How to pay (some) teachers more

By redesigning teachers’ roles to “extend the reach of excellent teachers,” we can pay excellent teachers up to 130 percent more without increasing class sizes and within current budgets, concludes the Opportunity Culture initiative.

“In 2007-08, states spent $14.8 billion on pay bumps for teachers with master’s degrees, which—time and again—have proven to be entirely unrelated to instructional effectiveness,” concludes The Sheepskin Effect.

 

Teachers are less satisfied

Teachers are less satisfied with their jobs, but parents are more engaged with their children’s schools, according to the new MetLife Survey of the American Teacher.

Teacher job satisfaction has fallen by 15 percentage points since 2009, the last time the MetLife survey queried teachers on this topic, from 59 percent to 44 percent responding they are very satisfied. This rapid decline in job satisfaction is coupled with a large increase in the number of teachers reporting that they are likely to leave teaching for another occupation (17 percent in 2009 vs. 29 percent today).

 

Not surprisingly, more teachers say their job is not secure. Two-thirds of teachers reported layoffs in their schools; three-quarters said there were budget cuts in the last year. Sixty-three percent said average class size has increased in their school.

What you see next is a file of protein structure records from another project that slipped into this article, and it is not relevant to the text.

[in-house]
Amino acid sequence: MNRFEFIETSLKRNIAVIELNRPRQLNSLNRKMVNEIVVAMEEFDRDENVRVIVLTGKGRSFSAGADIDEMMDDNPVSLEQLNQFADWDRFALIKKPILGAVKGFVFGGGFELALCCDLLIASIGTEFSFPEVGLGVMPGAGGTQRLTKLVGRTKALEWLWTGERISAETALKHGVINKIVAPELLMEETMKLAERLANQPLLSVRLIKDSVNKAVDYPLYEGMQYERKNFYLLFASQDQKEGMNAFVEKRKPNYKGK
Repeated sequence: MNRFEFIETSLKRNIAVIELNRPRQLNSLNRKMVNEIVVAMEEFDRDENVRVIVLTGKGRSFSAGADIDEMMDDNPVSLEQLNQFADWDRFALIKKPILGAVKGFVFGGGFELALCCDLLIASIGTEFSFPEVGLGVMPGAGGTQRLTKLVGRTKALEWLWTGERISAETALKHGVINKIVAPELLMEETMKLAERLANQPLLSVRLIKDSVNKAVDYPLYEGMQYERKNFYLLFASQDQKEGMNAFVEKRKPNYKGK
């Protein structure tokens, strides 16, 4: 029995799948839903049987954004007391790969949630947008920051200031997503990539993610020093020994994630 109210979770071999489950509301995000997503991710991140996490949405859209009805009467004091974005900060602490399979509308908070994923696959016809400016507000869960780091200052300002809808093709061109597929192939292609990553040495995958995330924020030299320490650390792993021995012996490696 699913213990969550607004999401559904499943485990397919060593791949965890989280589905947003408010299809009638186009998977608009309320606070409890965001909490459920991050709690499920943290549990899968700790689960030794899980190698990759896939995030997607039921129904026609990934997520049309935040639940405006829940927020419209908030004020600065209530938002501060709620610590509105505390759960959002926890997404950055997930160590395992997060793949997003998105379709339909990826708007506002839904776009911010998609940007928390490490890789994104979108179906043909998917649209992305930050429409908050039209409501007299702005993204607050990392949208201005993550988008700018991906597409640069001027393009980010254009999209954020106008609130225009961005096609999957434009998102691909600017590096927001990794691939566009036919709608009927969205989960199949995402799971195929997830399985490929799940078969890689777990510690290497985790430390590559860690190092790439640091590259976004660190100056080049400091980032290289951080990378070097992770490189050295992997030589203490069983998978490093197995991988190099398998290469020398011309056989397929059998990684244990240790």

Parent involvement has increased since it was first surveyed.  Sixty-four percent of students say they talk about things that happen at school with their parents every day, compared to 40 percent in 1988.

Best ed schools make a difference

Students’ progress can be linked to where their teachers trained, concludes a study of Washington state education schools Dan Goldhaber of the University of Washington Center for Education Data & Research.

“Improving teacher training has the potential to greatly enhance the productivity of the teacher workforce,” Goldhaber wrote in the report.

Overall, only a small percentage of the differences in teacher effectiveness were linked to education schools, but the best programs were much better than the worst. The effects outweighed smaller class sizes or teacher experience. “Hiring a teacher from the best training program could be equivalent to shrinking a class by five to 10 students,” AP reports.

National Center on Teacher Quality is working with U.S. News and World Report to evaluate and rank all 1,400 education schools in the country. NCTQ’s Transparency Central lists all the letters from teacher preparation programs objecting to the review.

American Association of Colleges for Teacher Education has urged members not to participate in the “fundamentally flawed” project, reports Teacher Beat.

(The AACTE letter)  also calls the review an “outrage,” a “cause for alarm,” and NCTQ’s tactics “unprofessional.”

If education schools refuse to cooperate, NCTQ will file Freedom of Information Act requests to see course syllabi and hire students collect and submit documents.

Texas schools outperform Chicago

Don’t mess with Texas’ schools. Education Secretary Arne Duncan claimed Texas schools have “really struggled” under Gov. Rick Perry, now a GOP candidate for president. “Far too few of their high school graduates are actually prepared to go on to college,” Duncan said in a TV interview, adding he feels “very, very badly for the children there.”